Consumer Protection

How to Protect Yourself: Car Rentals

Source: The Florida Attorney General's Office

Some car rental companies use questionable tactics when negotiating or offering rental contracts, which can include last minute charges or using intimidation and scare tactics to coerce consumers into buying things they do not need. Before signing a rental contract, please consider the following:

Make sure you get what you need.

A rental company scam is attempting to intimidate consumers into buying extras they do not need. One of the most common “offers” is the collision damage waivers, which release drivers from charges for damage which may occur to the automobile. Check your own insurance policy or credit card agreement as you may already be covered for such damage. The rental agency collision damage waiver may also exclude coverage when the car is stolen, where there is tire damage or for drivers who have taken drugs or alcohol (even when the drug is nothing more than over-the-counter cold or headache medicine).

Make sure you get what you want.

Advertised low rates may be subject to add-on charges for the extras you really want. A cheap rate may not entitle you to automatic transmission, air conditioning or allowing a second person to drive the car. Additionally, consider the hidden costs of a “free” upgrade. Larger vehicles can be significantly less fuel-efficient than smaller ones, so take that into consideration when offered an upgrade.

Gas up before you return the vehicle.

Many car rental companies give drivers a full tank of gas and ask that you return it with a full tank. Make sure you fill it up before returning the car, as the rental agency will often charge significantly more than the market price for a gallon of gas. In addition, keep the gas station receipt and note the mileage driven from the gas station to the rental agency in case the rental agency attempts to add a gas charge.

Watch the clock.

You will be told to return your car by a certain time in order to avoid late charges. Make sure to keep a close eye on the time, because keeping a car past the deadline can subject you to being charged for an entire extra day, possibly at a higher rate than the one for which you signed up.

Get the best rate.

If you are a business traveler, don’t automatically assume the corporate rate will be the lowest. Although corporate rates typically offer free insurance and mileage, they may not be competitive with promotional rates. Instead, ask for the lowest available rate to make sure you are not paying too much.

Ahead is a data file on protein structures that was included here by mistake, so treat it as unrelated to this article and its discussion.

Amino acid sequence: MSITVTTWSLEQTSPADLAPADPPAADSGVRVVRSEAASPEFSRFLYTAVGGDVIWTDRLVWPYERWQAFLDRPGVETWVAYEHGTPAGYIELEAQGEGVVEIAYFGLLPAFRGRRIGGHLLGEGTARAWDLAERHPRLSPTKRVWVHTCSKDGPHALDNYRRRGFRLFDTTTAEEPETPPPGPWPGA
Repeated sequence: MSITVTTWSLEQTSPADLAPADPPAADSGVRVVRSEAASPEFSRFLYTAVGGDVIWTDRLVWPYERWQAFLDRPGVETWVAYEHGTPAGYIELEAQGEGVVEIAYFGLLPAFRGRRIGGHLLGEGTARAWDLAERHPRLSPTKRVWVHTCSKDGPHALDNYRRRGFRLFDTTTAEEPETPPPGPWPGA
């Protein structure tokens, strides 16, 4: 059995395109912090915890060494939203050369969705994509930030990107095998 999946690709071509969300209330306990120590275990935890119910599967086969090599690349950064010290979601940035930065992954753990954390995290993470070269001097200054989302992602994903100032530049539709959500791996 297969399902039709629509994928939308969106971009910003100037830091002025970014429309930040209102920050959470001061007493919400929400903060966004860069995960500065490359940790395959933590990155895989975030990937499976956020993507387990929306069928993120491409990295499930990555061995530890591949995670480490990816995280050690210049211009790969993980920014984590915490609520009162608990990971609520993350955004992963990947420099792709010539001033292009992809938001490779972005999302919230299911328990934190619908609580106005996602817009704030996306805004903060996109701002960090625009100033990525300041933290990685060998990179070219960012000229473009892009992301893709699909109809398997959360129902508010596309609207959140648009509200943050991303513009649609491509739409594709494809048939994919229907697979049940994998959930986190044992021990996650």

Know the rental may be subject to additional fees and charges.

Ask what fees and taxes could be included in the final bill and how much they are. Possible fees include early or late return; airport surcharges; fuel charges; mileage fees; roadside assistance fees; or fees related to equipment such as a navigation system, a car seat or a toll pass. Know that Florida has cashless toll roads throughout the state, and the toll cost as well as the rental company’s toll fee will be charged to your card after the rental is returned. The toll costs may not appear on your credit card until several days after you have returned the rental car. Ask what fees the company charges and if there is a daily rate or a charge per toll. Compare rates across the various rental companies and be sure to include applicable taxes and fees in the comparison. Once you have secured a rental vehicle, inspect it carefully before leaving the lot. Note any damage and bring it to the attention of the rental agent. Take a photo if possible to document any pre-existing damage so you will not be charged for it upon returning the vehicle.

File a complaint.

You may file a complaint against a car rental company with the Attorney General’s Office online at or by phone at 1-866-9-NO-SCAM. Additionally, you may file a complaint with the Federal Trade Commission online using their complaint assistant portal at You may also wish to file a complaint against the rental company with the Better Business Bureau online at

You may also file a complaint with the Florida Department of Agriculture and Consumer Services, which acts as the State's consumer complaint clearinghouse, at